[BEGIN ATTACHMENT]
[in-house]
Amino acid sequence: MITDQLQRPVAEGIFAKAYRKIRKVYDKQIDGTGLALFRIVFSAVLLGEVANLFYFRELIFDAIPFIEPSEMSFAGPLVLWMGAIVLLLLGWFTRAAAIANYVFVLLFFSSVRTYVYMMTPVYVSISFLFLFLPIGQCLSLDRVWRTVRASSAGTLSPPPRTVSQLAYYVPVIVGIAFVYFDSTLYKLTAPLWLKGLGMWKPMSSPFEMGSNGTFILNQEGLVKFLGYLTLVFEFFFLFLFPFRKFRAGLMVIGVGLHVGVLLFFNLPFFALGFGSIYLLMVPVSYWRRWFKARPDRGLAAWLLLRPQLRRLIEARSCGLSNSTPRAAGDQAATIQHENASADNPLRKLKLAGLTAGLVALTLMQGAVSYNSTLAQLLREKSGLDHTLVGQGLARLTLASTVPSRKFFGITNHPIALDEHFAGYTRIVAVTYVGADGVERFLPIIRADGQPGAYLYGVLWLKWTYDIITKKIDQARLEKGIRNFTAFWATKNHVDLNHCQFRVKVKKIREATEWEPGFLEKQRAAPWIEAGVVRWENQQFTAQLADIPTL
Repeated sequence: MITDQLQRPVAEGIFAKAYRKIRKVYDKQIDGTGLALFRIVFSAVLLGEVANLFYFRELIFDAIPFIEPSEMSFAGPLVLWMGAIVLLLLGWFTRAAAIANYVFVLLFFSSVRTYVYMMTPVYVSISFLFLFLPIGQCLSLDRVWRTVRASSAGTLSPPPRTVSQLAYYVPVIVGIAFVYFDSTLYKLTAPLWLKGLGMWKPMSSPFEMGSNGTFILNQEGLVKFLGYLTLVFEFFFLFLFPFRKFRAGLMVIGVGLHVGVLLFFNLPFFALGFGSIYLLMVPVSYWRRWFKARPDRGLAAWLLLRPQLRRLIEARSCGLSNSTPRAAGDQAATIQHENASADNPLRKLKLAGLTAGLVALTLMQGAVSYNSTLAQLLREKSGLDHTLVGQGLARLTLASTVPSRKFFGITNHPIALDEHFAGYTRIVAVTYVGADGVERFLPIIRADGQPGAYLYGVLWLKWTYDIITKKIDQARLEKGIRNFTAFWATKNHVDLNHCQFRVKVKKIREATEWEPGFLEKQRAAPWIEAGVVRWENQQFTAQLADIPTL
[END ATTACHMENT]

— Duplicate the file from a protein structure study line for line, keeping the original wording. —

[in-house]
Amino acid sequence: MITDQLQRPVAEGIFAKAYRKIRKVYDKQIDGTGLALFRIVFSAVLLGEVANLFYFRELIFDAIPFIEPSEMSFAGPLVLWMGAIVLLLLGWFTRAAAIANYVFVLLFFSSVRTYVYMMTPVYVSISFLFLFLPIGQCLSLDRVWRTVRASSAGTLSPPPRTVSQLAYYVPVIVGIAFVYFDSTLYKLTAPLWLKGLGMWKPMSSPFEMGSNGTFILNQEGLVKFLGYLTLVFEFFFLFLFPFRKFRAGLMVIGVGLHVGVLLFFNLPFFALGFGSIYLLMVPVSYWRRWFKARPDRGLAAWLLLRPQLRRLIEARSCGLSNSTPRAAGDQAATIQHENASADNPLRKLKLAGLTAGLVALTLMQGAVSYNSTLAQLLREKSGLDHTLVGQGLARLTLASTVPSRKFFGITNHPIALDEHFAGYTRIVAVTYVGADGVERFLPIIRADGQPGAYLYGVLWLKWTYDIITKKIDQARLEKGIRNFTAFWATKNHVDLNHCQFRVKVKKIREATEWEPGFLEKQRAAPWIEAGVVRWENQQFTAQLADIPTL
Repeated sequence: MITDQLQRPVAEGIFAKAYRKIRKVYDKQIDGTGLALFRIVFSAVLLGEVANLFYFRELIFDAIPFIEPSEMSFAGPLVLWMGAIVLLLLGWFTRAAAIANYVFVLLFFSSVRTYVYMMTPVYVSISFLFLFLPIGQCLSLDRVWRTVRASSAGTLSPPPRTVSQLAYYVPVIVGIAFVYFDSTLYKLTAPLWLKGLGMWKPMSSPFEMGSNGTFILNQEGLVKFLGYLTLVFEFFFLFLFPFRKFRAGLMVIGVGLHVGVLLFFNLPFFALGFGSIYLLMVPVSYWRRWFKARPDRGLAAWLLLRPQLRRLIEARSCGLSNSTPRAAGDQAATIQHENASADNPLRKLKLAGLTAGLVALTLMQGAVSYNSTLAQLLREKSGLDHTLVGQGLARLTLASTVPSRKFFGITNHPIALDEHFAGYTRIVAVTYVGADGVERFLPIIRADGQPGAYLYGVLWLKWTYDIITKKIDQARLEKGIRNFTAFWATKNHVDLNHCQFRVKVKKIREATEWEPGFLEKQRAAPWIEAGVVRWENQQFTAQLADIPTL